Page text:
“You’ve got to learn to let go”. We hear this expression so often, usually in the context of a therapist or friend trying to help someone recover from some traumatic event. But it’s a difficult concept; how does one let go of past trauma and grievances? It’s like the guy who bets you a Million dollars if you can not think of the word “cow”. The very act of trying to forget the word, conjures it up. As the Johnny Cash song goes: “I forgot to remember to forget”.
I’ve discovered that learning to “let go” psychologically can come from physical experience. Before I became a couch-potato lard-belly some ten years ago, I was actually quite a maniacal “extreme” mountain biker. My friend Stuart and I would meet at 5 AM every morning and drive 60 minutes to Oka Mountain (Yes, where the monastery that makes the famous eponymous cheese is located), and we would climb its steep and rocky slope to the top. We would then fly down the boulder-strewn narrow path, skidding on the dirt and maneuvering our way around boulders.
There were many accidents, especially in the beginning, and we wore the cuts, scrapes, dislocations, and bruises like boy scout badges…symbols of guts and honor. But the glory of getting hurt wears thin over time and we had to learn to avoid it as much as possible.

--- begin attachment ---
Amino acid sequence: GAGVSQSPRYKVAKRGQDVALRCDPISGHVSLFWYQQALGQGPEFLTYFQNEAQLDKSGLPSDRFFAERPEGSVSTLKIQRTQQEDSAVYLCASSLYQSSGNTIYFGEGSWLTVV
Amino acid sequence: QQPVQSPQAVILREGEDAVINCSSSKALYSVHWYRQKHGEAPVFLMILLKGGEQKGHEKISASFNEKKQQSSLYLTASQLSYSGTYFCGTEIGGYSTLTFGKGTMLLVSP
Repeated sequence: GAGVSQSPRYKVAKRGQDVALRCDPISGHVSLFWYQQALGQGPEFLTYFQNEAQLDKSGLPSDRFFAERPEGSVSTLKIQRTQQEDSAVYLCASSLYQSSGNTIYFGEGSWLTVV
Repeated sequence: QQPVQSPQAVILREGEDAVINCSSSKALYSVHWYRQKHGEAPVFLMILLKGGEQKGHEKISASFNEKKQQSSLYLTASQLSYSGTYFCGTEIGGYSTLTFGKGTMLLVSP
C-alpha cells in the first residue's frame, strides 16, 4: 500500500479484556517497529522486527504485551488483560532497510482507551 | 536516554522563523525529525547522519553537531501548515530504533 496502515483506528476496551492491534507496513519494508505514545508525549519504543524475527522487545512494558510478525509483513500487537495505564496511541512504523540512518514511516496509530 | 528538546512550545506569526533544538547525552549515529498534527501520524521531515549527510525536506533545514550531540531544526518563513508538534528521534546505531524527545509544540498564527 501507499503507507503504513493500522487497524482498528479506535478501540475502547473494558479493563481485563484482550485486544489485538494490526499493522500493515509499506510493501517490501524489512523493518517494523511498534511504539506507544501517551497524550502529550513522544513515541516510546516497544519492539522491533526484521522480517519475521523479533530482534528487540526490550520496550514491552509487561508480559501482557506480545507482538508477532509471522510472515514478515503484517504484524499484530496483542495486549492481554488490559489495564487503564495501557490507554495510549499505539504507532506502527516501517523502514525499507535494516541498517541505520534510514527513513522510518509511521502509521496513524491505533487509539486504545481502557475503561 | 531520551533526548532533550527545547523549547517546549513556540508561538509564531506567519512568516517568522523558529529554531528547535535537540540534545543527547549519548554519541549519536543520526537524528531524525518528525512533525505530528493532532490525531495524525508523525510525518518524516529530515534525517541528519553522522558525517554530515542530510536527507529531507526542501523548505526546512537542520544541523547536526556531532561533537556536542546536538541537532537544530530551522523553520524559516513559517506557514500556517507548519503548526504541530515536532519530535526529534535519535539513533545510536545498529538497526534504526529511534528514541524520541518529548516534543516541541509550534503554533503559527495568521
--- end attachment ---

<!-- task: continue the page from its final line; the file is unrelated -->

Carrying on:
The trick, I discovered, was in letting go of the hyper-vigilant, self-preservation attitude that kept me holding back the speed with which I went down the path. The problem was that without adequate speed, the bike didn’t have enough rolling momentum to go over the boulders; it kept getting stopped, at times violently, by every big rock. I discovered that the faster I let myself go down, and the less I thought about what I was doing, the more easily I was able to go over the boulders rather than around them. I became a 6″2″, 210 pound fluid that was able to flow over all obstacles…very Tao Te Ching.
Mountain biking becomes an excellent metaphor for letting-go psychologically; fear holds us back and prevents us from developing sufficient momentum to roll forward through life without getting stopped by every obstacle.
It’s interesting to me that those mountain-biking experiences were so formative psychologically, as if the physical experience had also caused mental changes. And of course, that’s right, there is no body and mind, there is only the body-mind, words serving to make them appear different.